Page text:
Saturday, 8 September 2012

Time For James F. Cooper Quotes

"No civilized society can long exist, with an active power in its bosom that is stronger than the law." James F. Cooper

"The tendency of democracies is, in all things, to mediocrity." James F. Cooper

"Party leads to vicious, corrupt and unprofitable legislation, for the sole purpose of defeating party." James F. Cooper

"Ignorance and superstition ever bear a close and mathematical relation to each other." James F. Cooper

"The disposition of all power is to abuses, nor does it at all mend the matter that its possessors are a majority." James F. Cooper

"The common faults of American language are an ambition of effect, a want of simplicity, and a turgid abuse of terms." James F. Cooper

"Systems are to be appreciated by their general effects, and not by particular exceptions." James F. Cooper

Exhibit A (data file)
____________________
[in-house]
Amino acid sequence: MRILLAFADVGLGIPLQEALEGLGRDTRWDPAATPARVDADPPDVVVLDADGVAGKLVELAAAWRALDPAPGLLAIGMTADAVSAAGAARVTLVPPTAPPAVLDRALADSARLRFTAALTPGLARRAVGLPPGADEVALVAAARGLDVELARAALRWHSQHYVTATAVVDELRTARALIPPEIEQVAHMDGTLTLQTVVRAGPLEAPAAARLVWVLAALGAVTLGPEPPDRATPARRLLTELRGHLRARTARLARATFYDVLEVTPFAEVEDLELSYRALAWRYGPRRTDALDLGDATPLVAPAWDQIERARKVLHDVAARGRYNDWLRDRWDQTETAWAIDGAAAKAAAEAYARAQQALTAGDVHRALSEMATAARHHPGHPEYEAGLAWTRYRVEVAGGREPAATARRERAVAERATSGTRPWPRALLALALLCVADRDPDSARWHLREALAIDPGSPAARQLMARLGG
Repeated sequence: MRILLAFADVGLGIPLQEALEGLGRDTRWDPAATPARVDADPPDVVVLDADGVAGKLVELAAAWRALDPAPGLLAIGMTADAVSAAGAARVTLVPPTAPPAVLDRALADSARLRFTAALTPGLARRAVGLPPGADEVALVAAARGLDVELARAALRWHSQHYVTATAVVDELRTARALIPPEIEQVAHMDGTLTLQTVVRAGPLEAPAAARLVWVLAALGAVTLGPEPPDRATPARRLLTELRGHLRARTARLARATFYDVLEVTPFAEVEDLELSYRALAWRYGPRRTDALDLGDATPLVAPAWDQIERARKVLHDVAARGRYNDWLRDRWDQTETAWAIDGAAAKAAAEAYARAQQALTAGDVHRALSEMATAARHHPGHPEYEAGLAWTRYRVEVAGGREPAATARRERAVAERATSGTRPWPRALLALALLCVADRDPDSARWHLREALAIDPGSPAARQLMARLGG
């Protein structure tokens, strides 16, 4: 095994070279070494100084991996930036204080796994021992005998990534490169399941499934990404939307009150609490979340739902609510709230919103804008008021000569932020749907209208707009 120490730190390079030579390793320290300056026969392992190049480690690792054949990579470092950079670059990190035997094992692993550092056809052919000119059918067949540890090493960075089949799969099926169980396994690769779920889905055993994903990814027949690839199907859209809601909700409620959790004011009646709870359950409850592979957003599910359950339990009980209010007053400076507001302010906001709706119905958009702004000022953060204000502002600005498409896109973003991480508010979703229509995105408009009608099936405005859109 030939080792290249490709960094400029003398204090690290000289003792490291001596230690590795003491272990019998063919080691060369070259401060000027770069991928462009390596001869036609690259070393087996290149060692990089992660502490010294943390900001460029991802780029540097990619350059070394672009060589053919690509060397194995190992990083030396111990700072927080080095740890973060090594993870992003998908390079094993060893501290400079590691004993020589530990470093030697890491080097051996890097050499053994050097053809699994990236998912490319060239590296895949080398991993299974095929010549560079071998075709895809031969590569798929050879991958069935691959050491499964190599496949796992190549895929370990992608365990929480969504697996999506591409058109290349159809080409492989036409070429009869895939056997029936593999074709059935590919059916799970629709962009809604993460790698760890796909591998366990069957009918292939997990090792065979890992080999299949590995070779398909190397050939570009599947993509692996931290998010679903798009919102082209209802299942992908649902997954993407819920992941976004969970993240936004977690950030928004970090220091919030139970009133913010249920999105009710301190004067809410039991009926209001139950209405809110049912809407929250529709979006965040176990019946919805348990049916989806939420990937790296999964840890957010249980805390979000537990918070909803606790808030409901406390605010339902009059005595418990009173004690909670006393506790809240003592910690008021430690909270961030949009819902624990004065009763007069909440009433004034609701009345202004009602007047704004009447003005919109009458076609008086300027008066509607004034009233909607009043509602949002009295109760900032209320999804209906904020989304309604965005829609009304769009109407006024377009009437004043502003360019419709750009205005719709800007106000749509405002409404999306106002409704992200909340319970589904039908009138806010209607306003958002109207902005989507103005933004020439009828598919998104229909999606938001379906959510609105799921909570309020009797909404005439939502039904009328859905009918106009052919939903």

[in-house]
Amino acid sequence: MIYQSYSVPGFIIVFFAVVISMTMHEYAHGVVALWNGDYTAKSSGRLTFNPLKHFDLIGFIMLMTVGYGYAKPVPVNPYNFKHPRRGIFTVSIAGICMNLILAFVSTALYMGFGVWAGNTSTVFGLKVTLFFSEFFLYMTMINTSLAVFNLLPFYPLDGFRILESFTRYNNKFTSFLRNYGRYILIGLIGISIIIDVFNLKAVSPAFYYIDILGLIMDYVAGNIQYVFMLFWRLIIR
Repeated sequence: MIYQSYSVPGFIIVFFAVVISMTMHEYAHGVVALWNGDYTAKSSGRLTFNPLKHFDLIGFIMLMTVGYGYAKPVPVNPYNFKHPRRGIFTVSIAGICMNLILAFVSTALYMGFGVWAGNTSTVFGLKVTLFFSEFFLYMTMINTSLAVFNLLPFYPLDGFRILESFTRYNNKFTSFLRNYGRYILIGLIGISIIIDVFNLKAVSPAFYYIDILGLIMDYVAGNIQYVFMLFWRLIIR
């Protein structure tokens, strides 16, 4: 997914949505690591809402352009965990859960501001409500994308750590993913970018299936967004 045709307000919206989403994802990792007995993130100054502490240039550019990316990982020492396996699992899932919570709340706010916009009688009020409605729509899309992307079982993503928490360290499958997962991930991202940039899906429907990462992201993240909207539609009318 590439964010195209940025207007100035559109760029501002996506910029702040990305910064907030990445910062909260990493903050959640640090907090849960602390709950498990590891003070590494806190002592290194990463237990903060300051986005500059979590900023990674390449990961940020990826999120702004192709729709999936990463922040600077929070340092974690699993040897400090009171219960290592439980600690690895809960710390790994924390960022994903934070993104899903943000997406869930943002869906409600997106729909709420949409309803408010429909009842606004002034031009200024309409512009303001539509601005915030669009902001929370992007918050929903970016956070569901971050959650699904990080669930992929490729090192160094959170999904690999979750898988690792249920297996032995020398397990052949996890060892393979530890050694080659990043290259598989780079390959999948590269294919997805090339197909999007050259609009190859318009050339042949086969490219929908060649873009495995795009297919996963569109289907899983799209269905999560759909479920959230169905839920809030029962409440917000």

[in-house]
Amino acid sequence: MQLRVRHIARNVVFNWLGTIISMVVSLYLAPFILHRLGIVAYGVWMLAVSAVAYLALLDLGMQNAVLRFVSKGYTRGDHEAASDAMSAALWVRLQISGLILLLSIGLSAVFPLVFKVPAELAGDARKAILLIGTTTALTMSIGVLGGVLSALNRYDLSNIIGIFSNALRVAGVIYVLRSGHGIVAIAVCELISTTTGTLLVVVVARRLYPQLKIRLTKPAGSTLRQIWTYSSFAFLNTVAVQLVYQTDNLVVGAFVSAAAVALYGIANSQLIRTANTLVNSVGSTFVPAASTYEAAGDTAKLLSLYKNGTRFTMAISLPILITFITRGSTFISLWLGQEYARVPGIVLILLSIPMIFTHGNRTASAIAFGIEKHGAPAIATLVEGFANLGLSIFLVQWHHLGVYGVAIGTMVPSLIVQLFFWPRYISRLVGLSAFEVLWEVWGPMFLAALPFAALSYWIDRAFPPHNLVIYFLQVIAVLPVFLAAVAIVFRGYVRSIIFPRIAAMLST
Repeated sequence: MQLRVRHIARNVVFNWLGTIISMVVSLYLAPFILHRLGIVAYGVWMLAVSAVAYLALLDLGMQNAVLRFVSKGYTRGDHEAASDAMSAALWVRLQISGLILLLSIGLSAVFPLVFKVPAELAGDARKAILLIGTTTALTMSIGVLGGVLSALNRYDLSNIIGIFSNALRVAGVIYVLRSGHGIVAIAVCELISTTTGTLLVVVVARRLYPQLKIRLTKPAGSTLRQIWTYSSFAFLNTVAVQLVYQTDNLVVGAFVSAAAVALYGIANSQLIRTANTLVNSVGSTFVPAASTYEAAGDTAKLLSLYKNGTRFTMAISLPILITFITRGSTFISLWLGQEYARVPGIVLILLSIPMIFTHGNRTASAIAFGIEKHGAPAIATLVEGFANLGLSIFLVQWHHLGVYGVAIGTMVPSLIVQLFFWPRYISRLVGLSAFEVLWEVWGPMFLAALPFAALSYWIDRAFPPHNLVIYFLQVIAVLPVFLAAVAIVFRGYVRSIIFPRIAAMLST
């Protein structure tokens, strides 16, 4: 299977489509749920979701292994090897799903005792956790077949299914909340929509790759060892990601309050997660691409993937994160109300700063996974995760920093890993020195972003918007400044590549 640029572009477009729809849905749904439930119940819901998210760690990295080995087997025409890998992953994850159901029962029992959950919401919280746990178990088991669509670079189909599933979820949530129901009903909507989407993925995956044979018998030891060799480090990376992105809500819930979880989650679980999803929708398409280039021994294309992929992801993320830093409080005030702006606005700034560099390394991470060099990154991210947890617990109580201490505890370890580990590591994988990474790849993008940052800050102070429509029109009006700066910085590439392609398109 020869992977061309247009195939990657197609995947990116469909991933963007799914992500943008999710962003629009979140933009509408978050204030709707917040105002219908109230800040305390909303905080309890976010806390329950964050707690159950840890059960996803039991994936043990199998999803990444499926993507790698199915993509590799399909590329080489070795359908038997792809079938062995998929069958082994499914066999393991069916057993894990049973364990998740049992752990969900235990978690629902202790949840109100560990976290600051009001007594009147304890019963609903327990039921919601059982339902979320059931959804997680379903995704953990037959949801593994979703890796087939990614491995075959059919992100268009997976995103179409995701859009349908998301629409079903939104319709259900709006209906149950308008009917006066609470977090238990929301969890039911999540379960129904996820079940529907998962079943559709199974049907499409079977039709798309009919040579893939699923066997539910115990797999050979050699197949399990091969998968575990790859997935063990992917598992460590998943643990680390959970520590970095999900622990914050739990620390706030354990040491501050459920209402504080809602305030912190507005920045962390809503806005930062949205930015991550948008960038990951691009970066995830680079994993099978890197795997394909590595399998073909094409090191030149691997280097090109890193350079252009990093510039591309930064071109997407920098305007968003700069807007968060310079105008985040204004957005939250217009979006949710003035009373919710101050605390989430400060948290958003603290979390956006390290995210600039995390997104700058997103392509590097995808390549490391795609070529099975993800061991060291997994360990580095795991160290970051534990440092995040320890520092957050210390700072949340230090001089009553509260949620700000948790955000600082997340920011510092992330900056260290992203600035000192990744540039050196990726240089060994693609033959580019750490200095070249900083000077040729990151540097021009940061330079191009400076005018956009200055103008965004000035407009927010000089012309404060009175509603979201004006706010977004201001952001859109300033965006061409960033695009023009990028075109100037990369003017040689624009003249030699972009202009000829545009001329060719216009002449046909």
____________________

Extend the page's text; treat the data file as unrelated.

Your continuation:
James F. Cooper Quotes
Photograph by Mathew Brady, 1850

James Fenimore Cooper (September 15, 1789 – September 14, 1851) was a prolific and popular American writer of the early 19th century. His historical romances of frontier and Indian life in the early American days created a unique form of American literature. He lived most of his life in Cooperstown, New York, established by his father William. Cooper was a lifelong member of the Episcopal Church and in his later years contributed generously to it. He attended Yale University for three years but dropped out after becoming discontented with college life. Before embarking on his career as a writer he served in the U.S. Navy as a Midshipman which greatly influenced many of his novels and other writings. He is best remembered as a novelist who wrote numerous sea-stories and the historical novels known as the Leatherstocking Tales. Among naval historians his works on early U.S. naval history have been widely received but were sometimes criticized by Cooper's contemporaries. Among his most famous works is the Romantic novel The Last of the Mohicans, often regarded as his masterpiece.
Read more about James F. Cooper at Wikipedia

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